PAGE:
Building Strong Families and Hopeful Communities – The Work of Justice
I’ve always thought of ‘social justice’ as living right together. God teaches us how to live ‘right’ and the Bible helps us to get a handle on that. But so does our life together, when we try and live that out and (let’s be honest, and I can only speak for myself) often fail miserably. But God’s grace is such that we get picked up and back on the road.
At the Social Justice Commission we have been working intentionally around this for some time, trying to think through the best strategy for getting the church to live more justly and be more engaged. Part of that is about celebrating what we do as a church so well already – and a great deal of that happens through Anglican Care. As we know, being just where we are is about being God’s family, and being the Community of Christ. But those aren’t things limited to the building we call church and being ‘religious’. They are ways of being that have a strongly missional or ‘outward facing’ dimension.
That’s why the Commission has adopted the strategic direction of building strong families and hopeful communities for this church, and is engaging with a broad cross section of issues and concerns, like family violence, poverty and income inequality, criminal justice and restorative justice, parent education, community development, alcohol etc., as they touch on those outcomes. This means our engagement with ‘issues’ might look ‘ad-hoc’, but it will always be serving and seeking our strategic outcomes. Our work with the church is to assist it to attain these outcomes too, both inside and outside the church.
It necessarily requires us to work ecumenically and means all our work will necessarily be interagency. We are continuing to develop these links and connections as part of the relational fabric for the whole church so that engagement is national, regional and local. This is truly missional work, causing us all as a church to work and develop positive relationships of trust and respect with others for shared common concerns and outcomes. Many in the church are already engaged in this, and we want to grow and develop that, and create pathways through which we can all learn from it.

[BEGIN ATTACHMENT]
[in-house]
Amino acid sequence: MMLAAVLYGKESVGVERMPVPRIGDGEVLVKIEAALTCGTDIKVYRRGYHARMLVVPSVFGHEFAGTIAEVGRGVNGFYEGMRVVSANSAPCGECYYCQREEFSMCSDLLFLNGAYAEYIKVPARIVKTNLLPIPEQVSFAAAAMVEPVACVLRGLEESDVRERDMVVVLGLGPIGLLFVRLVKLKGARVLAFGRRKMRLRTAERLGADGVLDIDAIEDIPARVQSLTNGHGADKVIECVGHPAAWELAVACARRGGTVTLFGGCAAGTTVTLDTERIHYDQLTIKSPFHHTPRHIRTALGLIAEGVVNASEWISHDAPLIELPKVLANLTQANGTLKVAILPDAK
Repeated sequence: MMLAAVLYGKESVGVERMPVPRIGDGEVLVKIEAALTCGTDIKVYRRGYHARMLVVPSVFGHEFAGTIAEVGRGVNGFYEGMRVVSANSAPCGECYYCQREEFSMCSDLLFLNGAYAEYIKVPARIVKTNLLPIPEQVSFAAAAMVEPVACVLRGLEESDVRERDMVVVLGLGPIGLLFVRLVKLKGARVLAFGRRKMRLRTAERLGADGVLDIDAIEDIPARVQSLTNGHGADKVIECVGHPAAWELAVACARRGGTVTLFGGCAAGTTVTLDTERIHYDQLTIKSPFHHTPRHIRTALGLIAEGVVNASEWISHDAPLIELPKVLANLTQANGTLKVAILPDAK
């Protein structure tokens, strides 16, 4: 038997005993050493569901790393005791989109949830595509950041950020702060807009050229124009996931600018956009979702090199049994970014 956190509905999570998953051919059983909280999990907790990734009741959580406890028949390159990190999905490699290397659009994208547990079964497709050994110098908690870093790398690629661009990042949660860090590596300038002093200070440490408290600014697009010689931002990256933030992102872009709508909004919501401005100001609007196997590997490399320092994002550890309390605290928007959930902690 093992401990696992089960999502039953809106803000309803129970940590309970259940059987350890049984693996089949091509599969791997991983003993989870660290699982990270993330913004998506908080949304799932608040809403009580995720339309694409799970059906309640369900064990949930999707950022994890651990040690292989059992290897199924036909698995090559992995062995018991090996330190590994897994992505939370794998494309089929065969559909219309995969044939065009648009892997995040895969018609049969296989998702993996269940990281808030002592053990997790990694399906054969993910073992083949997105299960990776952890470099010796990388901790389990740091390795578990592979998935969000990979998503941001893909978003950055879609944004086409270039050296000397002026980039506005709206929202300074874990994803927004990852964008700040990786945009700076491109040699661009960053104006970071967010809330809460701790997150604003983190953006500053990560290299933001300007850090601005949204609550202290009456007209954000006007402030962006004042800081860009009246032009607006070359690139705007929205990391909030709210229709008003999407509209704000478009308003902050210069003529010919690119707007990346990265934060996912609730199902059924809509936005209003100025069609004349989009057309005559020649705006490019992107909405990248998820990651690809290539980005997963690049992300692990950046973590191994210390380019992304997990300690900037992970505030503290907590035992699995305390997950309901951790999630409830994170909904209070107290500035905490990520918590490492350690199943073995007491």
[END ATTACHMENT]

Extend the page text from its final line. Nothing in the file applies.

We will be doing this by requesting dioceses and hui amorangi put forward the names of up to ten people from their area that the commission and work intentionally with to train and equip so that they can become agents of change where they are, and catalysts for others in their diocese or hui amorangi so that the movement can grow from the ground up. These people will have passion and energy for the work of building strong families and hopeful communities, and might come from a broad cross section of backgrounds. We will be getting this initial group together before the end of the year for our first hui. If you think you would be interested, please get in touch directly or contact your Bishop.
We have been working very closely and intentionally with Tikanga Maori in Christchurch in the aftermath of the many earthquakes. In particular we have been working with whanau in the eastern suburbs, providing respite for social service agencies, and therapeutic programmes for tamariki and whanau to help them in a time of great uncertainty.
We are also in the process of developing a discipleship resource, initially for tikanga pasifika, and developing a trial for a family based ministry initiative to help upskill families and reduce domestic violence. This is a bi-cultural initiative, working across Waiapu Diocese and Te Hui Amorangi O Te Tairawhiti. In addition, we have been working in Te Hui Amorangi o Te Upoko o Te Ika to develop Awhi Whanau ministry and a new approach to missionally focussed bi-cultural education, that facilitates outcomes that enhance families and communities.
If you are not on our mailing list, I’d encourage you to contact me so you can get on it. We are putting out three booklets before the end of the year – one about a Maori model of practice for creating strong families, another on christian anarchy, another on mining. You will also receive our material at Christmas, new praying cards, and a variety of materials we think might interest you. It will also mean we can contact you and invite you to justice related hui!
(This article was originally written for the Anglican Care newsletter a few days ago).